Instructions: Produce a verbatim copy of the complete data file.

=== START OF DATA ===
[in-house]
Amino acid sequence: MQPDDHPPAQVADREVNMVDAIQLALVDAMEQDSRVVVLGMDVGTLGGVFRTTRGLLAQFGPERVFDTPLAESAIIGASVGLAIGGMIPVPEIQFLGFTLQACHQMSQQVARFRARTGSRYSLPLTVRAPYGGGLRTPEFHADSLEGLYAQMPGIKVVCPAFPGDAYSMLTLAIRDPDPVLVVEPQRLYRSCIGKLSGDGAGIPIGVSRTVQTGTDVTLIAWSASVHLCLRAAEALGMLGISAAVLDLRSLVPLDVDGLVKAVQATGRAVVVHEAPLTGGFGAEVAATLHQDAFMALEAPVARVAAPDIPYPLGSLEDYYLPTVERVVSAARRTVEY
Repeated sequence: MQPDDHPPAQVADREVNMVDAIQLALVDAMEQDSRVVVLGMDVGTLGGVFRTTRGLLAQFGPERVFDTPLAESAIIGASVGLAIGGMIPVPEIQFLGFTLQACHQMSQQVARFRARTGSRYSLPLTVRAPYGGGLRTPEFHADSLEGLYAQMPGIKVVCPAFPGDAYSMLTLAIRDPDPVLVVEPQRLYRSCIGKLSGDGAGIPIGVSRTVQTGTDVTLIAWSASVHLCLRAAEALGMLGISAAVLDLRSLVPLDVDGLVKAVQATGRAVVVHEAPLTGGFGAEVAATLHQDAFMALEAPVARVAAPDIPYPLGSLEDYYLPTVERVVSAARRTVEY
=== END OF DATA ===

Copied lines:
[in-house]
Amino acid sequence: MQPDDHPPAQVADREVNMVDAIQLALVDAMEQDSRVVVLGMDVGTLGGVFRTTRGLLAQFGPERVFDTPLAESAIIGASVGLAIGGMIPVPEIQFLGFTLQACHQMSQQVARFRARTGSRYSLPLTVRAPYGGGLRTPEFHADSLEGLYAQMPGIKVVCPAFPGDAYSMLTLAIRDPDPVLVVEPQRLYRSCIGKLSGDGAGIPIGVSRTVQTGTDVTLIAWSASVHLCLRAAEALGMLGISAAVLDLRSLVPLDVDGLVKAVQATGRAVVVHEAPLTGGFGAEVAATLHQDAFMALEAPVARVAAPDIPYPLGSLEDYYLPTVERVVSAARRTVEY
Repeated sequence: MQPDDHPPAQVADREVNMVDAIQLALVDAMEQDSRVVVLGMDVGTLGGVFRTTRGLLAQFGPERVFDTPLAESAIIGASVGLAIGGMIPVPEIQFLGFTLQACHQMSQQVARFRARTGSRYSLPLTVRAPYGGGLRTPEFHADSLEGLYAQMPGIKVVCPAFPGDAYSMLTLAIRDPDPVLVVEPQRLYRSCIGKLSGDGAGIPIGVSRTVQTGTDVTLIAWSASVHLCLRAAEALGMLGISAAVLDLRSLVPLDVDGLVKAVQATGRAVVVHEAPLTGGFGAEVAATLHQDAFMALEAPVARVAAPDIPYPLGSLEDYYLPTVERVVSAARRTVEY